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(11817-V) |

Annual Report



2.3 Summary of Significant Accounting Policies (Cont’d)

(u) Provision for Liabilities

Provisions are recognised when the Group has a present obligation (legal or constructive) as a

result of a past event, it is probable that an outflow of resources embodying economic benefits will

be required to settle the obligations and the amount of the obligation can be estimated reliably.

Provisions are reviewed at each reporting date and adjusted to reflect the current best estimate.

If it is no longer probable that an outflow of economic resources will be required to settle the

obligation, the provision is reversed. If the effect of the time value of money is material, provisions

are discounted using a current pre tax rate that reflects, where appropriate, the risks specific to

the liability. When discounting is used, the increase in the provision due to the passage of time is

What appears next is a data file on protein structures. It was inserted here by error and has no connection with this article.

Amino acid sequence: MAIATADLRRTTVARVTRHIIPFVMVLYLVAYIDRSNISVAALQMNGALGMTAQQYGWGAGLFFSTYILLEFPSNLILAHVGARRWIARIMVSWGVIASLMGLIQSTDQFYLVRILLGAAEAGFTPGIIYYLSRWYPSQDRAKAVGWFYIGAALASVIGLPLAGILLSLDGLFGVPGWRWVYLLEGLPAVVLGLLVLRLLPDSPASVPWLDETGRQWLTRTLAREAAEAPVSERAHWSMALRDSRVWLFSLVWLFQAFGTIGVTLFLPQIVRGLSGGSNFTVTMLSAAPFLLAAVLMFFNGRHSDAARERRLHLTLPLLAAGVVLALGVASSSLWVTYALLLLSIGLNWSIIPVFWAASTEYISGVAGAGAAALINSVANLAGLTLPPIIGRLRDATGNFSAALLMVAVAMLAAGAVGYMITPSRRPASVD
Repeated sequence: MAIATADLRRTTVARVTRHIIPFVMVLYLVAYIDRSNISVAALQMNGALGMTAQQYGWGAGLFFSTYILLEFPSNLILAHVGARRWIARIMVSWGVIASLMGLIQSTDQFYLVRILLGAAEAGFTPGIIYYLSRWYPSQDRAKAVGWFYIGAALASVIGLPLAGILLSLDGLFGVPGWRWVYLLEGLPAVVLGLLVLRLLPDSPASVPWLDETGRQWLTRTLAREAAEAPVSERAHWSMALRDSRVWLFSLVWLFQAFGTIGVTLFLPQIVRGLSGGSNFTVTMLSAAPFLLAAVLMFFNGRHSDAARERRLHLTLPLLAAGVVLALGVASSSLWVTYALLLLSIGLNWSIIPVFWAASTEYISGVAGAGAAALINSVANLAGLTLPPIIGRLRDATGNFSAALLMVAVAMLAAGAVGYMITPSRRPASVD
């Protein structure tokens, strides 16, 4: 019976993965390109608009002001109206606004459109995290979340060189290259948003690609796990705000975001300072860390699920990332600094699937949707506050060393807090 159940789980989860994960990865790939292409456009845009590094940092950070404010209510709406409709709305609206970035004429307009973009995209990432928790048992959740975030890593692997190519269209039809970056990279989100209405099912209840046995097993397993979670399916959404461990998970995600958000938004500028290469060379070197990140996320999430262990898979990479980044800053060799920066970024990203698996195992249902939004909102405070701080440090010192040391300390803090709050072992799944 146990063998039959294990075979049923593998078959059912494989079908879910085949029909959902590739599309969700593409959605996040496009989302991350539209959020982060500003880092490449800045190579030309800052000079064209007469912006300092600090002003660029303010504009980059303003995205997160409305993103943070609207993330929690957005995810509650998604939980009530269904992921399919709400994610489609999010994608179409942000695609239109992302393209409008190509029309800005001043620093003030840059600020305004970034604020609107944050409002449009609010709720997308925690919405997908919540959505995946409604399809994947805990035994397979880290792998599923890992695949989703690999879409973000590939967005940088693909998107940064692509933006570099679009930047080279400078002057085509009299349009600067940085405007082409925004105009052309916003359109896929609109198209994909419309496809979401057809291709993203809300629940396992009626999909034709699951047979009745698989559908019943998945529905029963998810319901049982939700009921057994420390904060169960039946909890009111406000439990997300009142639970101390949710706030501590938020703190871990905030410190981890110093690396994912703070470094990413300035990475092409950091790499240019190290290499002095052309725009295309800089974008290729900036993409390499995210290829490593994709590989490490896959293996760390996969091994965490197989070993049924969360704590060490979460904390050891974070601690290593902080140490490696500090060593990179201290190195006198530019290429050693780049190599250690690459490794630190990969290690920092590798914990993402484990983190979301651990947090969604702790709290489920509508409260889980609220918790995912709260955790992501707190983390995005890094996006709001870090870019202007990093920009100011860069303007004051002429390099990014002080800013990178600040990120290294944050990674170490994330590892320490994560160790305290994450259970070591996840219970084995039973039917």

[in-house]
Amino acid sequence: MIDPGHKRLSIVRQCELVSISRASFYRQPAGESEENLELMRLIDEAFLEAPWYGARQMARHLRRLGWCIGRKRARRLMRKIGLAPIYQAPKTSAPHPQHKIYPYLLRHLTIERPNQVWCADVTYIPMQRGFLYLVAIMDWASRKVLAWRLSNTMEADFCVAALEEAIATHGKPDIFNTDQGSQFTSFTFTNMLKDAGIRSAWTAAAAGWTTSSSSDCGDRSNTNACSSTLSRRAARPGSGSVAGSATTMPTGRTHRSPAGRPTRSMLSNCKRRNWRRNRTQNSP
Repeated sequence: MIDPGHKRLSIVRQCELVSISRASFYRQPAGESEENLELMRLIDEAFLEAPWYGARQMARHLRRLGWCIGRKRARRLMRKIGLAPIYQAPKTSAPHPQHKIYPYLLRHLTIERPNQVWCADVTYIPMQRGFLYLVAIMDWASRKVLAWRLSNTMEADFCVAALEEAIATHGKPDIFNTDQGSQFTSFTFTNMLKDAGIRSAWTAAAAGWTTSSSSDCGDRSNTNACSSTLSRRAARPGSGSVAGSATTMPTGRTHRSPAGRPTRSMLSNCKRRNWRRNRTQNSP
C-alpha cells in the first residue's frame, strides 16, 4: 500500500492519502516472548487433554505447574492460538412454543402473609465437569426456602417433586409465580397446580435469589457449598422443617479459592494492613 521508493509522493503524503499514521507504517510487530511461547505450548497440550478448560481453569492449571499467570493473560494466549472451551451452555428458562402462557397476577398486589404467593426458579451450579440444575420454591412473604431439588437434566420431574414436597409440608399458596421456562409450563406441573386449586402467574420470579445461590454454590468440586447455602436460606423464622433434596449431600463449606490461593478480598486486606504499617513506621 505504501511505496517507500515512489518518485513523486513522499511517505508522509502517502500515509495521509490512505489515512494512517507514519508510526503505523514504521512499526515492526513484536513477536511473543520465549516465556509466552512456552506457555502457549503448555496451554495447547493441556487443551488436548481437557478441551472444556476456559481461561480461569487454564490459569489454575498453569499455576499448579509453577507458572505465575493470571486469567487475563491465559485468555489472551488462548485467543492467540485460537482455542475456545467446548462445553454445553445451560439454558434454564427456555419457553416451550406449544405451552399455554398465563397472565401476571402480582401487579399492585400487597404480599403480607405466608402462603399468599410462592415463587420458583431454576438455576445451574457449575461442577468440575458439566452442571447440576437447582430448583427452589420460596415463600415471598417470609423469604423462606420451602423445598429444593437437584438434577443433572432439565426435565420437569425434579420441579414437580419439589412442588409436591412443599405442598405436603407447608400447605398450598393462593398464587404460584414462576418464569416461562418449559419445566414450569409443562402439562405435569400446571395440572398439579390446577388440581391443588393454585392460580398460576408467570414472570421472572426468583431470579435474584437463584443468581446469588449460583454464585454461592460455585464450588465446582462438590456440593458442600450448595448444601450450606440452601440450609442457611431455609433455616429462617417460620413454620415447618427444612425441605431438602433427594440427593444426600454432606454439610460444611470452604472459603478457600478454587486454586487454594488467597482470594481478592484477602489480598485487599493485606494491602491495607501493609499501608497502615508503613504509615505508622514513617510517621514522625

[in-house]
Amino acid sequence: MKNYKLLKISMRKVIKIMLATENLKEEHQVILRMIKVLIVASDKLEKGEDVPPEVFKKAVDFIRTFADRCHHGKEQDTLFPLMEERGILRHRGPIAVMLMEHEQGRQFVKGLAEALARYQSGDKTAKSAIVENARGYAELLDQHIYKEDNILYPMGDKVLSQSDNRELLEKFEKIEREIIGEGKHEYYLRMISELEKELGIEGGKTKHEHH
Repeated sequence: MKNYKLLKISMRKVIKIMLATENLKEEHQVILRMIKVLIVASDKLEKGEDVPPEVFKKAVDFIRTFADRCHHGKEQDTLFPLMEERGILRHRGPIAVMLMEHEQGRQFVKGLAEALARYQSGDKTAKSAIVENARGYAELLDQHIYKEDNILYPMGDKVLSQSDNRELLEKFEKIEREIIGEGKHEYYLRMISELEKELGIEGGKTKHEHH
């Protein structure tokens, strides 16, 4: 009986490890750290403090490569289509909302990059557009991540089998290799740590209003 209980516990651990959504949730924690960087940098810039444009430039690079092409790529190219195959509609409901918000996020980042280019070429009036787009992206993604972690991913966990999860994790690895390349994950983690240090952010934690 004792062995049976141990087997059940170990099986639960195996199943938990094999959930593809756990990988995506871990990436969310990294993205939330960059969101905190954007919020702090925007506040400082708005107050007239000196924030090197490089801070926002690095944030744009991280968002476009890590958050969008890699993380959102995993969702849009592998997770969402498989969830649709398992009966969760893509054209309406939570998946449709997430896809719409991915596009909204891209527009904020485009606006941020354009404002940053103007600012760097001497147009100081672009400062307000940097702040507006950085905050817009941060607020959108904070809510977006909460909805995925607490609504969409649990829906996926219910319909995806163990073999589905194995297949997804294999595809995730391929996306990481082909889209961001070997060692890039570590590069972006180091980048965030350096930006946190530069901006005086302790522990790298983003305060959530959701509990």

recognised as a finance cost.

(v) Fair Value Measurement

Fair value is the price that would be received to sell an asset or paid to transfer a liability in

an orderly transaction between market participants at the measurement date. The fair value

measurement is based on the presumption that the transaction to sell the asset or transfer the

liability takes place either:


In the principal market for the asset or liability, or


In the absence of a principal market, in the most advantageous market for the asset or


The principal or the most advantageous market must be accessible to the Company.

The fair value of an asset or a liability is measured using the assumptions that market participants

would use when pricing the asset or liability, assuming that market participants act in their economic

best interest.

A fair value measurement of a non-financial asset takes into account a market participant’s ability

to generate economic benefits by using the asset in its highest and best use or by selling it to

another market participant that would use the asset in its highest and best use.

The Group and the Company uses valuation techniques that are appropriate in the circumstances

and for which sufficient data are available to measure fair value, maximising the use of relevant

observable inputs and minimising the use of unobservable inputs.